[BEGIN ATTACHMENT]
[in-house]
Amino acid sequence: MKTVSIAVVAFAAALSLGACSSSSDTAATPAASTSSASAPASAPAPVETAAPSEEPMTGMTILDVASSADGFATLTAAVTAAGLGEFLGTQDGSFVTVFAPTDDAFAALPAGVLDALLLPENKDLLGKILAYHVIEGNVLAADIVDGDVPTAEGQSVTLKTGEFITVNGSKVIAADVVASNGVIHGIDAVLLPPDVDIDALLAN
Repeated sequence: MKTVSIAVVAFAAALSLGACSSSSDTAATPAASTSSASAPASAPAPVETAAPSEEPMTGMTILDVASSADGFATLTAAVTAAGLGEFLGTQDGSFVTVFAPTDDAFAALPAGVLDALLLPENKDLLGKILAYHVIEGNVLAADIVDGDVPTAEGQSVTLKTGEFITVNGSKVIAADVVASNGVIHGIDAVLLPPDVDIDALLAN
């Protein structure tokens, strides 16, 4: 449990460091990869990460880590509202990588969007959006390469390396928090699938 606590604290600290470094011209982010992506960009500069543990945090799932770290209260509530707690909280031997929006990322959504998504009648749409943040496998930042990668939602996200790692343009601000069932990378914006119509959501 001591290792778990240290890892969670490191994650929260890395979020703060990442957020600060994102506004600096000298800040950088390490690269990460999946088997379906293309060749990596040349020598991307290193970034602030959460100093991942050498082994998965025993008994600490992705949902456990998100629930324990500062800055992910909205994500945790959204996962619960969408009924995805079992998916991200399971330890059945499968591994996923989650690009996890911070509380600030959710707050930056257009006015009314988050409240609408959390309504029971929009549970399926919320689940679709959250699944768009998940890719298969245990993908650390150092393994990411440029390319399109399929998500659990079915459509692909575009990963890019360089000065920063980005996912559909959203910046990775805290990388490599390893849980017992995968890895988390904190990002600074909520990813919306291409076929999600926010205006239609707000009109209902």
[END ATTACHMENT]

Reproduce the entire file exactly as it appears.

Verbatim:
[in-house]
Amino acid sequence: MKTVSIAVVAFAAALSLGACSSSSDTAATPAASTSSASAPASAPAPVETAAPSEEPMTGMTILDVASSADGFATLTAAVTAAGLGEFLGTQDGSFVTVFAPTDDAFAALPAGVLDALLLPENKDLLGKILAYHVIEGNVLAADIVDGDVPTAEGQSVTLKTGEFITVNGSKVIAADVVASNGVIHGIDAVLLPPDVDIDALLAN
Repeated sequence: MKTVSIAVVAFAAALSLGACSSSSDTAATPAASTSSASAPASAPAPVETAAPSEEPMTGMTILDVASSADGFATLTAAVTAAGLGEFLGTQDGSFVTVFAPTDDAFAALPAGVLDALLLPENKDLLGKILAYHVIEGNVLAADIVDGDVPTAEGQSVTLKTGEFITVNGSKVIAADVVASNGVIHGIDAVLLPPDVDIDALLAN
């Protein structure tokens, strides 16, 4: 449990460091990869990460880590509202990588969007959006390469390396928090699938 606590604290600290470094011209982010992506960009500069543990945090799932770290209260509530707690909280031997929006990322959504998504009648749409943040496998930042990668939602996200790692343009601000069932990378914006119509959501 001591290792778990240290890892969670490191994650929260890395979020703060990442957020600060994102506004600096000298800040950088390490690269990460999946088997379906293309060749990596040349020598991307290193970034602030959460100093991942050498082994998965025993008994600490992705949902456990998100629930324990500062800055992910909205994500945790959204996962619960969408009924995805079992998916991200399971330890059945499968591994996923989650690009996890911070509380600030959710707050930056257009006015009314988050409240609408959390309504029971929009549970399926919320689940679709959250699944768009998940890719298969245990993908650390150092393994990411440029390319399109399929998500659990079915459509692909575009990963890019360089000065920063980005996912559909959203910046990775805290990388490599390893849980017992995968890895988390904190990002600074909520990813919306291409076929999600926010205006239609707000009109209902």